NFL sideline reporting is a noble profession with a proud tradition. My memory goes back as far as the days the mean streets of those bench areas were patrolled by pioneers like former Miss America Phyllis George:
Until she was replaced by former Miss America finalist Jayne Kennedy:
[Note: Either or both of them might have only been in the studio alongside Brent Musburger and Jimmy The Greek Snyder. The memories tend to get hazy as you get older. But I'm going with it anyway.]
Whoever started it, sideline reporting remains virtually unchanged since it first began. Much like late night talk shows, basic cable ghost hunting programs, and local news storm coverage, someone created a template decades ago and it's been strictly followed the same way ever since. To the letter.
At some point in the first quarter, the play-by-play guy throws it to the sideline where you report some pre-packaged human interest factoid about the most high profile player on one of the teams. Later, it's about someone on the other sideline. In between, you give vague, injury updates. Then chill until the start of the 3rd quarter when you repeat some non-specific platitude each head coach gave you about playing better and how they're not sure about something that may or may not happen in the 2nd half. Then the color analyst agrees with your assessment, and hopefully we're kicking the ball off.
It's not the easiest job in the world, I suppose. Maybe not everyone can do it. But it's not Walter Cronkite telling the nation JFK has been declared dead at Parkland Hospital, either. It's not like you have to get the facts 100% right or you'll throw the world into chaos. It's filler. Something to make the broadcast slightly more entertaining. Something that veteran, polished, professional sideline reporter Charissa Thompson of Fox acknowledged on Pardon My Take:
“I’ve said this before. I haven’t been fired to saying it, but I’ll say it again. I would make up the report sometimes, because A) the coach wouldn’t come out at halftime, or it was too late and I didn’t want to screw up the report. So I was like, ‘I’m just gonna make this up.’
“Because first of all, no coach is gonna get mad if I say, ‘Hey, we need to stop hurting ourselves, we need to be better on third down, we need to stop turning the ball over and do a better job of getting off the field.’ They’re not gonna correct me on that. So I’m like, it’s fine, I’ll just make up the report.”
Which is something that veteran, polished, professional sideline reporter Molly McGrath of ESPN has taken great umbrage with:
Two professionals. Two different approaches to the profession. And who is anyone to say which is right and which is wrong? The closest I've ever come to their job is doing comedy relief on the Patriots pre- and postgame show on NBC Sports Boston, where they'd toss it to me at a desk and I'd read the most ridiculous Tweets I could find. And since this was the Patriots, Boston, and Twitter, I never had to make up a word of it.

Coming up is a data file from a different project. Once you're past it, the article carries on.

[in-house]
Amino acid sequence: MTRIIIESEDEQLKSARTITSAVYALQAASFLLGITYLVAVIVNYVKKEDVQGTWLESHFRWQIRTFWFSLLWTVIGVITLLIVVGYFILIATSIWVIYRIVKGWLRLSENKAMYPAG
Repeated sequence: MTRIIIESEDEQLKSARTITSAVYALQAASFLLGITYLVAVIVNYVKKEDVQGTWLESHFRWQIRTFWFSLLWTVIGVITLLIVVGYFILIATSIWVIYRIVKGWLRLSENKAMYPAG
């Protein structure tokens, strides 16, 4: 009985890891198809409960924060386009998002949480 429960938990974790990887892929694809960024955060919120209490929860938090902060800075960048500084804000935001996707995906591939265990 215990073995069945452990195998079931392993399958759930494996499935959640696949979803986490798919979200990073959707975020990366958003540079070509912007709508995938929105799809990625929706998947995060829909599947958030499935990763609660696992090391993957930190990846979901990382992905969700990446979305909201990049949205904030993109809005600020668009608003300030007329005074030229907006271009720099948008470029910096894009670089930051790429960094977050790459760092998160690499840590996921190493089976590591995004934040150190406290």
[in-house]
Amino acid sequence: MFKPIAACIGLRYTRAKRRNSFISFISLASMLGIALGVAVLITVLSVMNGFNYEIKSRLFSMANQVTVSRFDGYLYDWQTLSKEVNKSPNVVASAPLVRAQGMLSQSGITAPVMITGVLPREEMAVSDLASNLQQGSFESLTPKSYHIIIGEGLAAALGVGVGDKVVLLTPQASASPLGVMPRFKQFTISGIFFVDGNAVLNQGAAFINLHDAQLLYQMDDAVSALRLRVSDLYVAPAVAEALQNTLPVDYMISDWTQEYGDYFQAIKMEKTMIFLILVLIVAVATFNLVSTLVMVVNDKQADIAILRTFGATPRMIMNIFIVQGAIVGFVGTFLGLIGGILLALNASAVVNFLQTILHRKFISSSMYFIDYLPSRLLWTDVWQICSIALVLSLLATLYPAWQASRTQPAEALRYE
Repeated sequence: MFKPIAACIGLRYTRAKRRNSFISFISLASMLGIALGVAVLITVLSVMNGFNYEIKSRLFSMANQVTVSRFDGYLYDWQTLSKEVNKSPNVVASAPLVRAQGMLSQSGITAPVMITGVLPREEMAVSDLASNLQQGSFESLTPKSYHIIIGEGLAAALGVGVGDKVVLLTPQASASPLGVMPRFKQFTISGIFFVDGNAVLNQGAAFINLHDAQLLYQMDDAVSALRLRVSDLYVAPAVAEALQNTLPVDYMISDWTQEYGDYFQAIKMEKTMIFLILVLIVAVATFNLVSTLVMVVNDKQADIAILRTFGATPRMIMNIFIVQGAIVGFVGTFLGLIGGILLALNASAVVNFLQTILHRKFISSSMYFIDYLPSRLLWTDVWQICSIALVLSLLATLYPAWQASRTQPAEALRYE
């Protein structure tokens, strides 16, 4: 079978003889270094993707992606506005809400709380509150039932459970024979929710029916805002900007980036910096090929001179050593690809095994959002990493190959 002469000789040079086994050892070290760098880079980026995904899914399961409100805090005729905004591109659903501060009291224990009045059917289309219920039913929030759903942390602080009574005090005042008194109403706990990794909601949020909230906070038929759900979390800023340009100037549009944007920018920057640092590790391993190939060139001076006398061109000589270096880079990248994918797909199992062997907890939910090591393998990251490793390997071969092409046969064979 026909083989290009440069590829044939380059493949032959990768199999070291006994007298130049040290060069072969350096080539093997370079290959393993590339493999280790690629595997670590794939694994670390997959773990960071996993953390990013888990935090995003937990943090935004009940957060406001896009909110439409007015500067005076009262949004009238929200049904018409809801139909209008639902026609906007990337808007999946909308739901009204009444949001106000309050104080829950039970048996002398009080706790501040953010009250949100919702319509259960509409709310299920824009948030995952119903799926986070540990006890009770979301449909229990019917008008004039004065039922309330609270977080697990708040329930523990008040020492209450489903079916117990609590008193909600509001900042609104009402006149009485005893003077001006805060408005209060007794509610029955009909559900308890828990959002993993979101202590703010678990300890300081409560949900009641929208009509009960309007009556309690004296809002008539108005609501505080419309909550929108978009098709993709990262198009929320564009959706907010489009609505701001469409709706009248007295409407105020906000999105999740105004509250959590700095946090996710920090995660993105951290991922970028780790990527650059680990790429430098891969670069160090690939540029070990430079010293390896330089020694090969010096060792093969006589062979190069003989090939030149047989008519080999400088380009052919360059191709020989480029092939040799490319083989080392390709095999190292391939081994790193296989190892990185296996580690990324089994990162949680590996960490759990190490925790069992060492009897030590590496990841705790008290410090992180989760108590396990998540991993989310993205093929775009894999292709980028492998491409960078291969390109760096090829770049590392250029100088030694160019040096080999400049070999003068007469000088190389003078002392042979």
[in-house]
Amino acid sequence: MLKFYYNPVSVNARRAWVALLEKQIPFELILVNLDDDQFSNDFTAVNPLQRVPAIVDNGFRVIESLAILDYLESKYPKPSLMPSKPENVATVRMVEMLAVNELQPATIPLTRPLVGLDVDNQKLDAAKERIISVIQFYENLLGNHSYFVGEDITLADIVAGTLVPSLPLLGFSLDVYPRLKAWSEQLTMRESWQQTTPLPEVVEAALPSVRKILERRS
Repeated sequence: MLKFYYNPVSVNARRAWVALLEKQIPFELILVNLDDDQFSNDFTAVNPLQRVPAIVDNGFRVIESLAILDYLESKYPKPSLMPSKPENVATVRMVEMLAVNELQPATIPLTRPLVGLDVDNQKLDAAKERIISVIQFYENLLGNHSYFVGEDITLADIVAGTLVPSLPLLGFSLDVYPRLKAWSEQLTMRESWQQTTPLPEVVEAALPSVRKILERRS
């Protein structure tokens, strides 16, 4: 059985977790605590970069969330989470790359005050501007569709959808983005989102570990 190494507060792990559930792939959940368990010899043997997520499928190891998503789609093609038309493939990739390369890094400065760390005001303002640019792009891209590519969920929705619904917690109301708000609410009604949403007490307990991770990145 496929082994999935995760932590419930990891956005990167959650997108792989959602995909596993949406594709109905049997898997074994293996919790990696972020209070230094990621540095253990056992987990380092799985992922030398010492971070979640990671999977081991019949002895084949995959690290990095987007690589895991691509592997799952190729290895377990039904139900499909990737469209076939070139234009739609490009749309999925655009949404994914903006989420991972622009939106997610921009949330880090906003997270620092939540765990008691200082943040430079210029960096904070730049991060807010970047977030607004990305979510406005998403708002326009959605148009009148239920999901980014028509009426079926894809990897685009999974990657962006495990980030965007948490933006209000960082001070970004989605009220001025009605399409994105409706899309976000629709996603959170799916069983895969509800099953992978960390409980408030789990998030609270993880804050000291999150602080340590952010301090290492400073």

But if I had to pick a side - and I've sort of painted myself in a verbal corner here and have no choice, I'm going with Thompson. Not just because she said it on one of Barstool's flagship properties. But because there are some things you just can't get too worked up about. And without a doubt, sideline reporting is on the short list.
I can appreciate McGrath's desire to see the job done well. But look at the language she uses. "Ethical." "Sensitive information." "Dishonest." "Trust." "Credibility." And to use one of her own words, but sarcastically and make it a question, "Seriously"? These ladies are the third person on an NFL broadcast team, not surgeons at a pediatric hospital. They're asking angry, sweaty, often middle aged men how they feel about the previous 30 minutes of football, not investing people's life's savings. I think they can fudge the truth a bit. I mean, every reporter at every Pats game for the past 24 years has repeated the same phrase out of Bill Belichick about how he has to coach it better, play it better, and take care of the football. He probably printed it on a business card in 2000 and just hands it to her on his way to the locker room. That is, if he's ever once even come within 10 yards of someone coming toward him with a mic in hand.
There's that one person on every job you have who takes the work way too seriously. The Dwight Shrutes who are all rules and regulations, spit and polish, always out to impress the suits, and who don't hesitate to call out anyone who doesn't straighten up and fly right. That's Molly McGrath. On the other end of the spectrum, are the total goof offs with zero ethics or professionalism at all. You don't want to be at either of those extremes. My professional advice to anyone in any line of work is to be the Charissa Thompson.
Care, but just don't care so much that it prevents you from doing the job the right way.